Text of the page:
Why Are People Pooping on the Streets in the North End?
Residents think there should be access to more public bathrooms to stop the defecation issue.
There is a “new level of outrage” in the North End, and it goes beyond the frustrations over excessive partying.
According to a local blog that covers the neighborhood, people have been using the side streets and alley ways as their own private restrooms, defecating out in the open, and it has been caught on video more than once. “It is ridiculous,” says longtime North End resident, and creator of the blog NorthEndWaterfront.com, Matt Conti. “I have gotten some question to why I’m posting [these videos], but the reason is, if you’re not out during the late night hours in the North End, you don’t see this type of behavior. It’s the extreme end of these kind of quality of life issues that people see and complain about in the North End.”
Residents have had their battles over late-night partying, puke in the streets, and urine-soaked storefronts. But the latest series of incidents, where people stop to poop in the crowded section of the city—situations that were captured twice over the Labor Day weekend and uploaded to YouTube and Conti’s website—is an all-time low, residents claim. “These are not homeless people, these are not people who are desperate, where you would feel … they don’t have anywhere else to go,” Conti says.
Resident David Archer has had his encounters with human fecal matter, too, but didn’t capture it on video. “It is very important for [everyone]—from the new neighbor who moved in last week to every city councilor and the mayor himself—to see what goes on here in our neighborhood most nights of the week,” Archer wrote in a comment under the first video of the female doing her business. “I cleaned up a pile of human feces in my courtyard garden [two] weeks ago, and have washed down gifts of urine three times this week alone.”
Archer said not only does it point out how the neighborhood has “devolved,” it points out the “desperate need for public restrooms” throughout the city. “But most definitely here in the city’s own amusement park, which tries to double as our home and neighborhood but seems to be failing at the latter rapidly,” he wrote.
Conti agrees, adding that if the city had an alternative and offered more public restrooms, residents living in the North End wouldn’t have to constantly badger the police in order to keep people from using the streets as their own restrooms. “I think it’s an issue that the city is going to have to address,” Conti says.
According to a Boston Globe article from June, daytime bathroom breaks have been an issue for tourists, too.
Residents are calling for public bathroom access along the Greenway, where millions of dollars have been spent adding attractions like pressurized water fountains and a carousel, attracting more people to the strip of land that passes by the North End. “There is a lack of public restrooms. I have questioned why we build [attractions] on the Greenway, but there is no restroom on the Greenway, and the latest poop incident is down the block from the area,” says Conti.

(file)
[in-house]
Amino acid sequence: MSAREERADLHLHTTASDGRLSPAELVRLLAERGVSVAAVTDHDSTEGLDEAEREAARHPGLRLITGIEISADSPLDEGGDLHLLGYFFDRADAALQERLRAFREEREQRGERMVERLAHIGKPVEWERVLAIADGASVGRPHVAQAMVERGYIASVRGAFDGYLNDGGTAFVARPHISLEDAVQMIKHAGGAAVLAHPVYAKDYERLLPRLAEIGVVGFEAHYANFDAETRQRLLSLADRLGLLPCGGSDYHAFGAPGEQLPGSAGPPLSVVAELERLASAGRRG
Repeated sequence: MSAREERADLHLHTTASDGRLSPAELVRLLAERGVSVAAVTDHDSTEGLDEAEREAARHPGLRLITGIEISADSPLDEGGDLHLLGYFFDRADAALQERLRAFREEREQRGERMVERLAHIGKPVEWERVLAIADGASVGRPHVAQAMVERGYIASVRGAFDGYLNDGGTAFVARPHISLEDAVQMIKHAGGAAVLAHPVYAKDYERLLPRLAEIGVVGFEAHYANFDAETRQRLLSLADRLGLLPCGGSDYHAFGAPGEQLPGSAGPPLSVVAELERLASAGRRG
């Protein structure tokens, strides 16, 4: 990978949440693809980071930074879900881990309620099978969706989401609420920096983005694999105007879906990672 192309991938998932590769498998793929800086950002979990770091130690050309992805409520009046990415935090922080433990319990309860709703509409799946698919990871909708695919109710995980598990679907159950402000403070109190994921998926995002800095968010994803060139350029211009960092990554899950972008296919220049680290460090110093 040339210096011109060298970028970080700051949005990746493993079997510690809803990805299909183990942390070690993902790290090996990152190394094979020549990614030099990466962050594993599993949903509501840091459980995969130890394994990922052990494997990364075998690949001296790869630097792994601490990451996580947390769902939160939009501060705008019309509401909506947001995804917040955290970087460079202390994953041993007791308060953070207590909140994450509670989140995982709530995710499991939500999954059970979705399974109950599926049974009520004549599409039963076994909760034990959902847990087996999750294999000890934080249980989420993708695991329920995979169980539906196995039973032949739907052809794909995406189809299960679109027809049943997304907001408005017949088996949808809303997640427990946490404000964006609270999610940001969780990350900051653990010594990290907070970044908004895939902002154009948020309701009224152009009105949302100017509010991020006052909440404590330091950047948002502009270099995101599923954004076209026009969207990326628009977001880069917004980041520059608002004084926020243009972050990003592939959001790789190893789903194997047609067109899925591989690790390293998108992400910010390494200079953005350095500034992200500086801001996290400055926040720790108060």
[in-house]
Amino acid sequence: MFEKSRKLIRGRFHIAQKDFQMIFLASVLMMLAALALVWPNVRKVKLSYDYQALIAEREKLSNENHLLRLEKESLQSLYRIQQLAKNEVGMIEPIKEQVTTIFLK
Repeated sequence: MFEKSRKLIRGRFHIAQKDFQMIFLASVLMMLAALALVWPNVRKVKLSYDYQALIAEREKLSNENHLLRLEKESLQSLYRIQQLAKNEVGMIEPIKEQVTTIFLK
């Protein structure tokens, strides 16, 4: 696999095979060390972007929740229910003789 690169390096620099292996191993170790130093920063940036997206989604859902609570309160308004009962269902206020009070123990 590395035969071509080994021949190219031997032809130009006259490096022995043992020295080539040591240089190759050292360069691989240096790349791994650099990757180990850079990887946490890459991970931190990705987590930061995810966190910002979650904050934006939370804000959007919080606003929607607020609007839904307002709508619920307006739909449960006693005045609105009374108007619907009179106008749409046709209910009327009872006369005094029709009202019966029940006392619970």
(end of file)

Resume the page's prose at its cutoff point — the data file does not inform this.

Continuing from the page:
A request for comment from officials from the Rose Kennedy Greenway Conservancy, the entity that oversees the land, about adding public restrooms to the area, was not immediately returned.
On Thursday night, residents met with city officials, including City Councilor Sal LaMattina, and Boston Police Captain Thomas Lee, to talk about overall neighborhood concerns, but the plague of pooping capers came up in passing.
Conti says that both LaMattina, who has vowed in the past to put an end to rowdy behavior riling up residents of the neighborhood, and Lee, were disgusted by what they saw at the community gathering. Both of them watched the video. “They were shocked by the behavior,” says Conti.
“It’s absolutely disgusting,” says LaMattina of the behavior. “Maybe the girl, she had to go then she had to go—but I have never seen behavior like that in my life. I heard the guy may have done it more than once over there.”
LaMattina, whose district includes the North End, said there has been a “big call” for public restrooms, and he is currently working on getting a 24-hour access bathroom installed in a section of the neighborhood to alleviate problems like the recent defecation incidents. “The North End is very congested, and we are looking at putting in one of those portable [bathrooms] you see around the city,” he says.
The city official said there is a parcel of land on Cross Street, near Hanover Street, where he would like the bathroom to be placed, but the land is state-owned and needs to be turned over to the city first. “We will go through that process this fall,” says LaMattina. “There is definitely a need for it. We have been out there and looking at it, and we are going to have some dialogue with the community too.”